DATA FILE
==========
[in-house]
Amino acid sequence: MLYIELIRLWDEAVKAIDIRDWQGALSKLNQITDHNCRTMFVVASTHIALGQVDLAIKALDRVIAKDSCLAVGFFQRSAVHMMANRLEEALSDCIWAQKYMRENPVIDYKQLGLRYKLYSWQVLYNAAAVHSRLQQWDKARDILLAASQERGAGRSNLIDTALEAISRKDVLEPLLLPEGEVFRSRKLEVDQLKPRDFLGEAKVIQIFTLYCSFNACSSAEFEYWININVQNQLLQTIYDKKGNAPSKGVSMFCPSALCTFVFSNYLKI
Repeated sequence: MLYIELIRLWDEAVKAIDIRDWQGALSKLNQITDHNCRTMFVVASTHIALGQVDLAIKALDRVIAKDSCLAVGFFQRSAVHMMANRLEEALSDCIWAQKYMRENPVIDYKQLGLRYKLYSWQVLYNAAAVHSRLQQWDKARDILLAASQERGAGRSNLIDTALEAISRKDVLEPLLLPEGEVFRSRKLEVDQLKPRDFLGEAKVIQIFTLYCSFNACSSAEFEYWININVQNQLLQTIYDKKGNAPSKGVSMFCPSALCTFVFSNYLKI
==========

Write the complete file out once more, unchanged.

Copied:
[in-house]
Amino acid sequence: MLYIELIRLWDEAVKAIDIRDWQGALSKLNQITDHNCRTMFVVASTHIALGQVDLAIKALDRVIAKDSCLAVGFFQRSAVHMMANRLEEALSDCIWAQKYMRENPVIDYKQLGLRYKLYSWQVLYNAAAVHSRLQQWDKARDILLAASQERGAGRSNLIDTALEAISRKDVLEPLLLPEGEVFRSRKLEVDQLKPRDFLGEAKVIQIFTLYCSFNACSSAEFEYWININVQNQLLQTIYDKKGNAPSKGVSMFCPSALCTFVFSNYLKI
Repeated sequence: MLYIELIRLWDEAVKAIDIRDWQGALSKLNQITDHNCRTMFVVASTHIALGQVDLAIKALDRVIAKDSCLAVGFFQRSAVHMMANRLEEALSDCIWAQKYMRENPVIDYKQLGLRYKLYSWQVLYNAAAVHSRLQQWDKARDILLAASQERGAGRSNLIDTALEAISRKDVLEPLLLPEGEVFRSRKLEVDQLKPRDFLGEAKVIQIFTLYCSFNACSSAEFEYWININVQNQLLQTIYDKKGNAPSKGVSMFCPSALCTFVFSNYLKI